Family History Project


It was at a Gliedt family reunion in Monett, Missouri in 1991 that I first met Donna Budzier. Donna is a distant cousin of mine who had undertaken the task of writing a remarkably complete history of the Gliedt family. The final product is a loosely bound book (8.5 inches by 11 inches) of almost 600 pages. At the family reunion Donna was displaying a remarkable collection of photographs. I expressed the interest in helping to preserve these - digitally naturally. We talked a little about what this meant and parted company.

Two years later, Donna's book was published. I can't even guess how many thousands of hours she must have put into this project. In 1995 I finally acquired enough hardware to think more seriously about my proposal to digitize the photographs. At the time I was thinking of creating a CDROM (of only a few copies) as a means to preserve the data. Then every decade or so, I'd need to convert the data to a recent technology - at least that was the plan.

The result of this effort is The Glied(t)s 1723-1993 and Poeppelmeiers 1804-1993, by Donna Budzier.

Family Names

The story of the Gliedt family is tightly intertwined with others. Donna titled her work The Glied(t)s 1723-1993 and Poeppelmeiers 1804-1993 because of this. But there are many other families deeply involved with the Gliedts. The index to the original work counts something like 500 family names. But a few names were very signficant, especially in the early decades. Obviously this book only documents those portions of the Gliedt family tree, but these families come to mind:

  • Poeppelmeiers, Poeppelmeyers
  • Borchers
  • Bormann
  • Doennig
  • Greife
  • Kaiser
  • Miesner
  • Radke
  • Schuermann

Privacy Issues

This is a living history. While some of this story goes back to the early 1700s, much of it is about people living today. I don't think it is my place to publish information on the Web about people who are alive today -- without their consent. Given the thousands of people this involves, I obviously am not going to get their permission to do this.

So what I have done is to make a much smaller portion of the data available to all. If you are interested in seeing the entire project, please contact me. Even before the project was converted for the Web, a number of people expressed concerns about their privacy and so we will honor that concern. Anyone whose name appears in the book may have access to the work in its entirety.

Viewing the Document

Despite all the information I had, not everything in the book appears in this digital form. There are numerous copies of maps or old German documents which are very difficult to read on paper and digitizing these would not improve anything. On the other hand, the pictures in the book are of very poor quality, where the digital images are much superior.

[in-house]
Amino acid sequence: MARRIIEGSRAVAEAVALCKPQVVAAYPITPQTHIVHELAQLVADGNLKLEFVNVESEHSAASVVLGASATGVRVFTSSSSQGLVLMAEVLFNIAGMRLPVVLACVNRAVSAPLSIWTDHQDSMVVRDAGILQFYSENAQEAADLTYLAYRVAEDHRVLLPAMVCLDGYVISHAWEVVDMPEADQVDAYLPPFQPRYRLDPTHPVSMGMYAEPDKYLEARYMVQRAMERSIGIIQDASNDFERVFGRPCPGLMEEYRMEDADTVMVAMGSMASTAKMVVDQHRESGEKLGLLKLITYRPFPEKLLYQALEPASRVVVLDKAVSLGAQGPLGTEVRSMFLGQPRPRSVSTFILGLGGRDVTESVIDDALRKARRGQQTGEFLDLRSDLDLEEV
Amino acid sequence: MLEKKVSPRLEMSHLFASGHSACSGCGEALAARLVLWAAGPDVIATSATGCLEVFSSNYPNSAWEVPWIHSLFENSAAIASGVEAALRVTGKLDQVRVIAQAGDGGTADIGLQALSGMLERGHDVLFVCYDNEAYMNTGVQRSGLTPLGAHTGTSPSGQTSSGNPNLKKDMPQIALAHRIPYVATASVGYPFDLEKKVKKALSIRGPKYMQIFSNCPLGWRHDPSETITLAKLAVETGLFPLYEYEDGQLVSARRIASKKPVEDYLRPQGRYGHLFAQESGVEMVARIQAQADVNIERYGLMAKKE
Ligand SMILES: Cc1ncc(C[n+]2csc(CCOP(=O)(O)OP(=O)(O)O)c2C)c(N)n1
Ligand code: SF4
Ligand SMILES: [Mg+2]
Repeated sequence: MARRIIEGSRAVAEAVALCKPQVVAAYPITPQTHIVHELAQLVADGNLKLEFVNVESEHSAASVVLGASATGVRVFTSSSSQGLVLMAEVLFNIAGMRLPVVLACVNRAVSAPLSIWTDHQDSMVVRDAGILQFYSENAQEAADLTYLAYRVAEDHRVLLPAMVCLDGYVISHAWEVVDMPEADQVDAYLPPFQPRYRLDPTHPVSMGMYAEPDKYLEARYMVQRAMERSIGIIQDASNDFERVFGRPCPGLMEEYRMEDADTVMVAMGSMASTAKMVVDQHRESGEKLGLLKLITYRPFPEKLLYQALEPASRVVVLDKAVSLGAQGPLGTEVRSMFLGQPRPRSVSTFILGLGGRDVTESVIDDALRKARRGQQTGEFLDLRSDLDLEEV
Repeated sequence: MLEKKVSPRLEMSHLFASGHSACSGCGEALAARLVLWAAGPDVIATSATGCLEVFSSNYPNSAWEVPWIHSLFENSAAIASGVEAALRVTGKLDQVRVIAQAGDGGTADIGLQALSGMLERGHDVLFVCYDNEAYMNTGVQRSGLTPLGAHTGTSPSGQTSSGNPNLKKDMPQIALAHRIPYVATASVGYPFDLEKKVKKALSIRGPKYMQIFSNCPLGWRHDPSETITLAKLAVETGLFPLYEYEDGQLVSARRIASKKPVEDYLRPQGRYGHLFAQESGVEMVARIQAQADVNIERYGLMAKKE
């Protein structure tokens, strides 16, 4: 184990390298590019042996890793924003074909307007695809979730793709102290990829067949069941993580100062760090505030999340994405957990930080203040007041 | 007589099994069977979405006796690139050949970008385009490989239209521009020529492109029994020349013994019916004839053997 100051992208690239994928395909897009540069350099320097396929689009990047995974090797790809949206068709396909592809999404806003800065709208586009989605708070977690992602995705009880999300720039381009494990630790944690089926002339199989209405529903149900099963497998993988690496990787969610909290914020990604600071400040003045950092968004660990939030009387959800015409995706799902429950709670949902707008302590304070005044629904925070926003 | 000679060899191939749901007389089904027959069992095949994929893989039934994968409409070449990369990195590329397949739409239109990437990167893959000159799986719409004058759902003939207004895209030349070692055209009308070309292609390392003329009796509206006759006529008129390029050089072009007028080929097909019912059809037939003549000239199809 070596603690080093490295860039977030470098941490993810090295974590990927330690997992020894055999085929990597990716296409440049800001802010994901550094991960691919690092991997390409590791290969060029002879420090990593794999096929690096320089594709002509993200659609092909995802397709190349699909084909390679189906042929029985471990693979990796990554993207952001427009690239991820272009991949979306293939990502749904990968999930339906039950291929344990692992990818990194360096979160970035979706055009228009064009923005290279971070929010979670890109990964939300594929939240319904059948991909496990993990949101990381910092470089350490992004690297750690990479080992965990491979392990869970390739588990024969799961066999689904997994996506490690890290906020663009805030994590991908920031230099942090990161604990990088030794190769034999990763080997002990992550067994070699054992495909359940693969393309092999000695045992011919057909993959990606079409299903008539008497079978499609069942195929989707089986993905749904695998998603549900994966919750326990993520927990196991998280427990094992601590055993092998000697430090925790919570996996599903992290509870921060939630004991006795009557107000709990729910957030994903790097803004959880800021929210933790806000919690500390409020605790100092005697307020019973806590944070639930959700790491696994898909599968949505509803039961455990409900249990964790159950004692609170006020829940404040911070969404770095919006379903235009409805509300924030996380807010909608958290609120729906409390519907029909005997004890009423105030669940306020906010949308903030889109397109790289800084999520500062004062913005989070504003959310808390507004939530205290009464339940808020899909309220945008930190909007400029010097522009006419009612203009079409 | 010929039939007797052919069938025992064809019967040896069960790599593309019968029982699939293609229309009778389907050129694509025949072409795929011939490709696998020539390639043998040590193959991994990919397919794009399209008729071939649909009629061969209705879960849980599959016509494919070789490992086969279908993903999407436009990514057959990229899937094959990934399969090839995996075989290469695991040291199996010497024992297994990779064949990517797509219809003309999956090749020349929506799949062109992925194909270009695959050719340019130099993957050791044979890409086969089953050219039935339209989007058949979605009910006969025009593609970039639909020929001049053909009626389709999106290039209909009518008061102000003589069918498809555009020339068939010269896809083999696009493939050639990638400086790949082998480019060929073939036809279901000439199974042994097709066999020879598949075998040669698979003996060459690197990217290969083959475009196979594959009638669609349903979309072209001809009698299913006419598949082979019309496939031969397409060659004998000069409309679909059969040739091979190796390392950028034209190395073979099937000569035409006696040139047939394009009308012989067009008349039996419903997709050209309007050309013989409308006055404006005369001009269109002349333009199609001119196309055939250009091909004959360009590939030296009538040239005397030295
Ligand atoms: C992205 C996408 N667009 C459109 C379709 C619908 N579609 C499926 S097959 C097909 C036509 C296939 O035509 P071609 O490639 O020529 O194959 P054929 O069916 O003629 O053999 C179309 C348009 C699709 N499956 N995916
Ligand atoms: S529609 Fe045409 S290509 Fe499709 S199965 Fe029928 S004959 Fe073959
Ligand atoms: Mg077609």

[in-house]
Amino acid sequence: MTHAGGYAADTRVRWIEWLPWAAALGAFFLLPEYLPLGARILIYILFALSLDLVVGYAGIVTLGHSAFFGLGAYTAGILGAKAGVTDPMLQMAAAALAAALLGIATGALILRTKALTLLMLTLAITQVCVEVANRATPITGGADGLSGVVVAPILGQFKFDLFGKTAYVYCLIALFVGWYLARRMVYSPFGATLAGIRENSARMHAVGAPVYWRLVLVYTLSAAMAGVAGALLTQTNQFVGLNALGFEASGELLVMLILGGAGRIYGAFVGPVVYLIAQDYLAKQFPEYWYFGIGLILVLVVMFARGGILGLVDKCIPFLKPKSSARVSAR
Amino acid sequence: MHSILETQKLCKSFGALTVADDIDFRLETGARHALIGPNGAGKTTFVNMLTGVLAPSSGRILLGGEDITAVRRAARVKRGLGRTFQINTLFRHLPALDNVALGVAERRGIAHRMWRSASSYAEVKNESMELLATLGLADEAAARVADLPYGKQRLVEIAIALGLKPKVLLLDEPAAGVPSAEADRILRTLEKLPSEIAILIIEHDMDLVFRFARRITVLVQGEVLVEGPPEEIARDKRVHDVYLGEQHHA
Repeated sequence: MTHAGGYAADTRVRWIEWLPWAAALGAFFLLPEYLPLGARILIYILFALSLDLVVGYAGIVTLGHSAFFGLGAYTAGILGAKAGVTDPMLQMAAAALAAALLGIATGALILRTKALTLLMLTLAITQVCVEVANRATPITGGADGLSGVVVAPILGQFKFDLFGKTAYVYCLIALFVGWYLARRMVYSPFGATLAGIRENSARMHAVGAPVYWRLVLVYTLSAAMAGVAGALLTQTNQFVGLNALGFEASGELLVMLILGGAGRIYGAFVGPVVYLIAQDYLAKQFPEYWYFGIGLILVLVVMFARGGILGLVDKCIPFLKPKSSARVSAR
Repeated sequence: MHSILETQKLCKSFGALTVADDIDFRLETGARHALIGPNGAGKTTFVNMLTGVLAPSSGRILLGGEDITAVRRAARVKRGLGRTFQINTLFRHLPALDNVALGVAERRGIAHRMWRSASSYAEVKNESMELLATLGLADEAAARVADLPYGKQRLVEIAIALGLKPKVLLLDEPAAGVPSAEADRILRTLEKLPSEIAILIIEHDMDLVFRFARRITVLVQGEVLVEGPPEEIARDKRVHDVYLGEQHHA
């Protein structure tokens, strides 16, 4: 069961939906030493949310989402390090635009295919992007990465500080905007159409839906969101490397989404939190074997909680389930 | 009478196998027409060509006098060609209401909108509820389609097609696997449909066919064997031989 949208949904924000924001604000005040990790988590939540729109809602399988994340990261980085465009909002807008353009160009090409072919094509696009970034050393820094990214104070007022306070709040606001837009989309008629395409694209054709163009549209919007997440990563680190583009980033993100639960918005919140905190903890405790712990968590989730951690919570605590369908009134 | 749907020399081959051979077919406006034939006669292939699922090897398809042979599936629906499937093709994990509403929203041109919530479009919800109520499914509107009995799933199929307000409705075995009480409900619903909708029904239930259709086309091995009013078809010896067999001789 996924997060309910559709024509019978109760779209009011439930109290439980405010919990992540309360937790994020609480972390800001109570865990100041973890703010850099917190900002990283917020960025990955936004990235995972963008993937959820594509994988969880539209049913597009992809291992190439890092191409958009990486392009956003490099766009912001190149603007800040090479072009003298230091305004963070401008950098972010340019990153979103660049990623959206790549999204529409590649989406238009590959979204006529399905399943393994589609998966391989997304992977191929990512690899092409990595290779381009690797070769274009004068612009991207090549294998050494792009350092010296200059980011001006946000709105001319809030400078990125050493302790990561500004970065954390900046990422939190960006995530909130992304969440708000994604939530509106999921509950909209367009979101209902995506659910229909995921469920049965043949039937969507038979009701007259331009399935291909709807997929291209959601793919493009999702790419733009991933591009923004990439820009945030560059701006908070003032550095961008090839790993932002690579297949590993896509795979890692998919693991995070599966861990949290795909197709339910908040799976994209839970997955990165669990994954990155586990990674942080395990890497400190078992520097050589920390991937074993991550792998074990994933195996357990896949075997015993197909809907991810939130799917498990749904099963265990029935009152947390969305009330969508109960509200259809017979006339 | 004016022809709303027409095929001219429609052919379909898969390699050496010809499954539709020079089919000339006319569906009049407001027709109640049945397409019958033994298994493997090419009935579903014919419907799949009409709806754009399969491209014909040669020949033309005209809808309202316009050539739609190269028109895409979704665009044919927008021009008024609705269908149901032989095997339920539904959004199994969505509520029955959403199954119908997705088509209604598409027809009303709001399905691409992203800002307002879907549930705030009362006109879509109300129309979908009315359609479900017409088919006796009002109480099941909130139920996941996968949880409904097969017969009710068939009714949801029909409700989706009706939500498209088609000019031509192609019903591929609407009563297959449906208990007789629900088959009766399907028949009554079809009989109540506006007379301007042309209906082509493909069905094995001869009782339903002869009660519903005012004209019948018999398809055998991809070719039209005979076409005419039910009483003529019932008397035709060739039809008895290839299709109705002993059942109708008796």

The quality of the images varies widely. In some cases the originals were simply out of focus or were poorly composed (lots of people lost the top of their heads) In some cases the originals had been written on, were torn or damaged in some other way. I've tried to digitally enhance some of these. The identification of the people in the pictures undoubtedly contains errors - errors because Donna was told incorrectly, because she introduced her own errors, and because I introduced my own. Dealing with thousands of names will do that to you.

This is the public version of The Glied(t)s 1723-1993 and Poeppelmeiers 1804-1993, by Donna Budzier.

The Technology - Summary

This project turned out to be quite a learning experience. Some of the work was done on Windows/95. All of the programming work was done on Linux. Here's a summary of the technology that went into this project:

  • Image scanner - I have a "no-name" scanner by ReliSys. The pictures are all scanned at 300dpi. Most pictures were 3 inches by 5 inches. I scanned four pictures at a time.
  • Rather than crop and save each image individually, I used the pbmplus utilties to automatically split the jpeg images into four smaller images.
  • I explored OCR technology at some length Thankfully, in the end I did not need to use this.
  • Microsoft Word was useful to convert the book source into a form that I could convert to HTML.
  • Perl programs were used to automatically create the HTML that you can read. These also create the database files that can be searched. Perl is SO COOL.
  • Since the jpeg images from the scanning were so large, I used the pbmplus utilities to scale these down to create the smaller images you see in the HTML documents. A similar program was used to create the thumbnail images you see when invoking the search engine.
  • Swish provides a convenient search engine to allow us to sort through all this data.

You can read about all the technical details here.

My Own End Notes

This work is copyrighted. Please observe this.

My thanks to Donna for her work - it speaks for itself.

My thanks also to various friends and family members who provided advice and technical assistance at times. And especially to my wife, Mary, for her tolerance of the time it all took.